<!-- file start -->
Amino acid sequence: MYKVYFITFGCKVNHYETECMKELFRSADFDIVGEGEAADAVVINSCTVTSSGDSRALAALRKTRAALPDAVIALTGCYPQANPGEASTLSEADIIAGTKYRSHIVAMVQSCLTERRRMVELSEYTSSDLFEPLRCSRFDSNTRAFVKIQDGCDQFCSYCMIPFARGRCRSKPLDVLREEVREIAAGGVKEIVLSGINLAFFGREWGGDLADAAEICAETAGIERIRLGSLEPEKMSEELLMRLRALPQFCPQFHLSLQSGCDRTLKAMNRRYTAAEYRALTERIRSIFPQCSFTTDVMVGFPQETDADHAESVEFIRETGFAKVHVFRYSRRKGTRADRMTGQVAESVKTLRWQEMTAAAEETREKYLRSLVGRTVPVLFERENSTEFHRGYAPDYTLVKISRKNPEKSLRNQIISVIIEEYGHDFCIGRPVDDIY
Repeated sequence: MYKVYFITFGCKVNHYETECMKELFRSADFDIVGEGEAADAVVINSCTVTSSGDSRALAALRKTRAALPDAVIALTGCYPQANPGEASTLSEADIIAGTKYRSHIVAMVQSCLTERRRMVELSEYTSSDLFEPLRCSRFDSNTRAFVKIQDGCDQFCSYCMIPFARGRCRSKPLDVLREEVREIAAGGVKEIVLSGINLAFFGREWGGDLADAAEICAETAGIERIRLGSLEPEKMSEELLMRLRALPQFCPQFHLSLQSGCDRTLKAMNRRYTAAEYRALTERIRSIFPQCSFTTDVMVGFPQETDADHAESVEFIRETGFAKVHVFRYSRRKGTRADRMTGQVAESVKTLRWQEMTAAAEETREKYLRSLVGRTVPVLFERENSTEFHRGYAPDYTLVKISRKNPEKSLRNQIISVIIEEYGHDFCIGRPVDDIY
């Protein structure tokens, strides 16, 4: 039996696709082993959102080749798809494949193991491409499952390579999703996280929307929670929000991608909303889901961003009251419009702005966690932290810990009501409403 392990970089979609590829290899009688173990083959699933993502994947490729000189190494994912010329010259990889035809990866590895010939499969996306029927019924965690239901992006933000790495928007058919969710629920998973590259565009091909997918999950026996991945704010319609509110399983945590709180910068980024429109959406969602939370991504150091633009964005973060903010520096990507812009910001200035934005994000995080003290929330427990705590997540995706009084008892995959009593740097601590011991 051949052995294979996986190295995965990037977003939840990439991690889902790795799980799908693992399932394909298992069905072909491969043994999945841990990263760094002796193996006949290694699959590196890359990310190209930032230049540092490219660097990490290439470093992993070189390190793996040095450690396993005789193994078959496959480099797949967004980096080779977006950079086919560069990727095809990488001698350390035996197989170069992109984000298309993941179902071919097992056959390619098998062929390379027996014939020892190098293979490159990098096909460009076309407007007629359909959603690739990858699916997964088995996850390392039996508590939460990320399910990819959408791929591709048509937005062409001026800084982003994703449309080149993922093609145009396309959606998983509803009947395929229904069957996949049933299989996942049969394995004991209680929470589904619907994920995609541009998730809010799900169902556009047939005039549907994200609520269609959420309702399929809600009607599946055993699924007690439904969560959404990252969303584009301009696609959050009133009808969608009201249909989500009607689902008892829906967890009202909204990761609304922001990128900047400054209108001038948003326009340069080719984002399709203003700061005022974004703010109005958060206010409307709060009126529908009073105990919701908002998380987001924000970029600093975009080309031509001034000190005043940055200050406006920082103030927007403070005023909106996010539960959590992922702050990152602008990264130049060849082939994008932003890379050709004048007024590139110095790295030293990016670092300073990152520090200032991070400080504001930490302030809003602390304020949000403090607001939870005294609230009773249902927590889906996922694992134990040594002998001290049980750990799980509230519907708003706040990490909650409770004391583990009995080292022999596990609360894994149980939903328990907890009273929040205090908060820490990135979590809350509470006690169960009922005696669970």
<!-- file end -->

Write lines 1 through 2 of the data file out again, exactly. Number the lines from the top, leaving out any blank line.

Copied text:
Amino acid sequence: MYKVYFITFGCKVNHYETECMKELFRSADFDIVGEGEAADAVVINSCTVTSSGDSRALAALRKTRAALPDAVIALTGCYPQANPGEASTLSEADIIAGTKYRSHIVAMVQSCLTERRRMVELSEYTSSDLFEPLRCSRFDSNTRAFVKIQDGCDQFCSYCMIPFARGRCRSKPLDVLREEVREIAAGGVKEIVLSGINLAFFGREWGGDLADAAEICAETAGIERIRLGSLEPEKMSEELLMRLRALPQFCPQFHLSLQSGCDRTLKAMNRRYTAAEYRALTERIRSIFPQCSFTTDVMVGFPQETDADHAESVEFIRETGFAKVHVFRYSRRKGTRADRMTGQVAESVKTLRWQEMTAAAEETREKYLRSLVGRTVPVLFERENSTEFHRGYAPDYTLVKISRKNPEKSLRNQIISVIIEEYGHDFCIGRPVDDIY
Repeated sequence: MYKVYFITFGCKVNHYETECMKELFRSADFDIVGEGEAADAVVINSCTVTSSGDSRALAALRKTRAALPDAVIALTGCYPQANPGEASTLSEADIIAGTKYRSHIVAMVQSCLTERRRMVELSEYTSSDLFEPLRCSRFDSNTRAFVKIQDGCDQFCSYCMIPFARGRCRSKPLDVLREEVREIAAGGVKEIVLSGINLAFFGREWGGDLADAAEICAETAGIERIRLGSLEPEKMSEELLMRLRALPQFCPQFHLSLQSGCDRTLKAMNRRYTAAEYRALTERIRSIFPQCSFTTDVMVGFPQETDADHAESVEFIRETGFAKVHVFRYSRRKGTRADRMTGQVAESVKTLRWQEMTAAAEETREKYLRSLVGRTVPVLFERENSTEFHRGYAPDYTLVKISRKNPEKSLRNQIISVIIEEYGHDFCIGRPVDDIY